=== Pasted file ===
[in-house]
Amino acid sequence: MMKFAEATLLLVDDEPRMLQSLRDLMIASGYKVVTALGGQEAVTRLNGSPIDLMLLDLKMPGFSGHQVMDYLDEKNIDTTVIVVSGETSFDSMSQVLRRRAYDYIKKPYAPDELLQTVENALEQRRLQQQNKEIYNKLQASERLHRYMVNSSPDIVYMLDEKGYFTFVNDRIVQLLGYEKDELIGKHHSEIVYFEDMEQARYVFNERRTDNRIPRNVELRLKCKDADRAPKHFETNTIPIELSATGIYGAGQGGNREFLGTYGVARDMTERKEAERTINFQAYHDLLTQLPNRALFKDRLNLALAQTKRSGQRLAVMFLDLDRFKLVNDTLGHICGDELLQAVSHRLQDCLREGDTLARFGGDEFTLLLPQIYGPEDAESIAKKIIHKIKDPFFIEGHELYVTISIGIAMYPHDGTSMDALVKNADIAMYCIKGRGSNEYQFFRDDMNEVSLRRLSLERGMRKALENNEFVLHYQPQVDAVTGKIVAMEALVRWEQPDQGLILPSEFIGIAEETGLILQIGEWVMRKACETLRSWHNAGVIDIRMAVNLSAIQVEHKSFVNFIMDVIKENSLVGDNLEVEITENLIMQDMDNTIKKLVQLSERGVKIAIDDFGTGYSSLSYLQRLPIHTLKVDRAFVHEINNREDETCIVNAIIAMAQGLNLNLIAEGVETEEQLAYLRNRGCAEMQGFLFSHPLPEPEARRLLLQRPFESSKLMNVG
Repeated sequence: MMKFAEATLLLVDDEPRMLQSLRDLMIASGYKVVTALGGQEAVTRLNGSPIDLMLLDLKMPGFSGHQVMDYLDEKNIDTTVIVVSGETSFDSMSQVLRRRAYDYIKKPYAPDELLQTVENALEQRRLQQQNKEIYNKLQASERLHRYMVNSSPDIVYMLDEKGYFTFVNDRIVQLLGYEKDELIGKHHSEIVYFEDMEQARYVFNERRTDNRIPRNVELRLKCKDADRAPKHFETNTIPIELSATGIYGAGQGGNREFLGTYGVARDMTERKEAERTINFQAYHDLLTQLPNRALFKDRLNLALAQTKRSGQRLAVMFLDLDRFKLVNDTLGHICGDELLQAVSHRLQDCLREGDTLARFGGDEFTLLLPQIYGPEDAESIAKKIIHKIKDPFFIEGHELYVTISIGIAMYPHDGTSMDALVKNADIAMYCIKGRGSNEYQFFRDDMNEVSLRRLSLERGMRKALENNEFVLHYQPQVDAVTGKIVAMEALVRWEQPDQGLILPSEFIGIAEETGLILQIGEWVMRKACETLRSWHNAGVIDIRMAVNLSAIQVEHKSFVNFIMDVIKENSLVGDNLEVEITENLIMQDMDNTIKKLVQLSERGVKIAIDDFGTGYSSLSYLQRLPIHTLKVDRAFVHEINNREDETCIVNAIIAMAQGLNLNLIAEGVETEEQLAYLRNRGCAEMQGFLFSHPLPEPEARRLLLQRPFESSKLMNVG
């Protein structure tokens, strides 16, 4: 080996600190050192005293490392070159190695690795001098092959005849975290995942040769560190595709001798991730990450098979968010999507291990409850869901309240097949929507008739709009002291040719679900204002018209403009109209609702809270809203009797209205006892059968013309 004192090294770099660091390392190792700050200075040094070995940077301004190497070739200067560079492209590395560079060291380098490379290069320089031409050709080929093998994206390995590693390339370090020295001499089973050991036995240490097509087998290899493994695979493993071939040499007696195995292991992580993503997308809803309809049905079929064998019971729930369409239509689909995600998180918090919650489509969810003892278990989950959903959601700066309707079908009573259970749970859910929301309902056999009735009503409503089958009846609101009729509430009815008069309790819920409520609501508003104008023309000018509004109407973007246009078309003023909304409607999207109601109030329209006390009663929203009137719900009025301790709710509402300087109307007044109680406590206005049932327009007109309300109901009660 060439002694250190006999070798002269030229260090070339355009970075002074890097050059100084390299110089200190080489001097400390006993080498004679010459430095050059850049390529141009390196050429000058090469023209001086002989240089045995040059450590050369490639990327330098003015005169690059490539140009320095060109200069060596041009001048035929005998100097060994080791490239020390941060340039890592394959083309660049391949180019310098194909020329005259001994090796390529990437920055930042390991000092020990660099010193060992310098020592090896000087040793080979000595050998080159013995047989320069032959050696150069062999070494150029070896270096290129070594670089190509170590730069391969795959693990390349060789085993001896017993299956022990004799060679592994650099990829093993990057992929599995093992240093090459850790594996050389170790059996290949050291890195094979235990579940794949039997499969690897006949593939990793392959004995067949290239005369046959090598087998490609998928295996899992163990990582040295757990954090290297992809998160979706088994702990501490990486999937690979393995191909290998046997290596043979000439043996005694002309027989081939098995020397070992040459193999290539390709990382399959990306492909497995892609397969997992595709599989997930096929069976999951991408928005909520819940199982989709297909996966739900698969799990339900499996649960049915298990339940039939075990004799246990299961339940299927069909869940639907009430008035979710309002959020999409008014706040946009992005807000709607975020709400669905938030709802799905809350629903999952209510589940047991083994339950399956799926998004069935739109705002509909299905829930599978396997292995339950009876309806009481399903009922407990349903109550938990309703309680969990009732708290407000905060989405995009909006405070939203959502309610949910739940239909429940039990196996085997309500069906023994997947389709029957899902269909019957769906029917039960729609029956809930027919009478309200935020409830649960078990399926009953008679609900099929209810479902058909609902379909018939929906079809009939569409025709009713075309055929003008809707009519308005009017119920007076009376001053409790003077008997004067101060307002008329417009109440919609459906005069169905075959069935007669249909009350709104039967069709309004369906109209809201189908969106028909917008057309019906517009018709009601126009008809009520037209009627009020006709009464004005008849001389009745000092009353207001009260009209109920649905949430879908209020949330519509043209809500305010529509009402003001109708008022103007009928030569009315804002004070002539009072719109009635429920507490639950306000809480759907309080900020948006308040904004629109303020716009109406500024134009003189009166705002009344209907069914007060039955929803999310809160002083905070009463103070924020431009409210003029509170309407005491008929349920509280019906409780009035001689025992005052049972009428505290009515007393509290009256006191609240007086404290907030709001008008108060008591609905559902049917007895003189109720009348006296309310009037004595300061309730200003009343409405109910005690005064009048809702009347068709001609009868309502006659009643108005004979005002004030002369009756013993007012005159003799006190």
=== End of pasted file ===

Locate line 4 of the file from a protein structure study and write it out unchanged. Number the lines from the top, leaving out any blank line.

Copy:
């Protein structure tokens, strides 16, 4: 080996600190050192005293490392070159190695690795001098092959005849975290995942040769560190595709001798991730990450098979968010999507291990409850869901309240097949929507008739709009002291040719679900204002018209403009109209609702809270809203009797209205006892059968013309 004192090294770099660091390392190792700050200075040094070995940077301004190497070739200067560079492209590395560079060291380098490379290069320089031409050709080929093998994206390995590693390339370090020295001499089973050991036995240490097509087998290899493994695979493993071939040499007696195995292991992580993503997308809803309809049905079929064998019971729930369409239509689909995600998180918090919650489509969810003892278990989950959903959601700066309707079908009573259970749970859910929301309902056999009735009503409503089958009846609101009729509430009815008069309790819920409520609501508003104008023309000018509004109407973007246009078309003023909304409607999207109601109030329209006390009663929203009137719900009025301790709710509402300087109307007044109680406590206005049932327009007109309300109901009660 060439002694250190006999070798002269030229260090070339355009970075002074890097050059100084390299110089200190080489001097400390006993080498004679010459430095050059850049390529141009390196050429000058090469023209001086002989240089045995040059450590050369490639990327330098003015005169690059490539140009320095060109200069060596041009001048035929005998100097060994080791490239020390941060340039890592394959083309660049391949180019310098194909020329005259001994090796390529990437920055930042390991000092020990660099010193060992310098020592090896000087040793080979000595050998080159013995047989320069032959050696150069062999070494150029070896270096290129070594670089190509170590730069391969795959693990390349060789085993001896017993299956022990004799060679592994650099990829093993990057992929599995093992240093090459850790594996050389170790059996290949050291890195094979235990579940794949039997499969690897006949593939990793392959004995067949290239005369046959090598087998490609998928295996899992163990990582040295757990954090290297992809998160979706088994702990501490990486999937690979393995191909290998046997290596043979000439043996005694002309027989081939098995020397070992040459193999290539390709990382399959990306492909497995892609397969997992595709599989997930096929069976999951991408928005909520819940199982989709297909996966739900698969799990339900499996649960049915298990339940039939075990004799246990299961339940299927069909869940639907009430008035979710309002959020999409008014706040946009992005807000709607975020709400669905938030709802799905809350629903999952209510589940047991083994339950399956799926998004069935739109705002509909299905829930599978396997292995339950009876309806009481399903009922407990349903109550938990309703309680969990009732708290407000905060989405995009909006405070939203959502309610949910739940239909429940039990196996085997309500069906023994997947389709029957899902269909019957769906029917039960729609029956809930027919009478309200935020409830649960078990399926009953008679609900099929209810479902058909609902379909018939929906079809009939569409025709009713075309055929003008809707009519308005009017119920007076009376001053409790003077008997004067101060307002008329417009109440919609459906005069169905075959069935007669249909009350709104039967069709309004369906109209809201189908969106028909917008057309019906517009018709009601126009008809009520037209009627009020006709009464004005008849001389009745000092009353207001009260009209109920649905949430879908209020949330519509043209809500305010529509009402003001109708008022103007009928030569009315804002004070002539009072719109009635429920507490639950306000809480759907309080900020948006308040904004629109303020716009109406500024134009003189009166705002009344209907069914007060039955929803999310809160002083905070009463103070924020431009409210003029509170309407005491008929349920509280019906409780009035001689025992005052049972009428505290009515007393509290009256006191609240007086404290907030709001008008108060008591609905559902049917007895003189109720009348006296309310009037004595300061309730200003009343409405109910005690005064009048809702009347068709001609009868309502006659009643108005004979005002004030002369009756013993007012005159003799006190």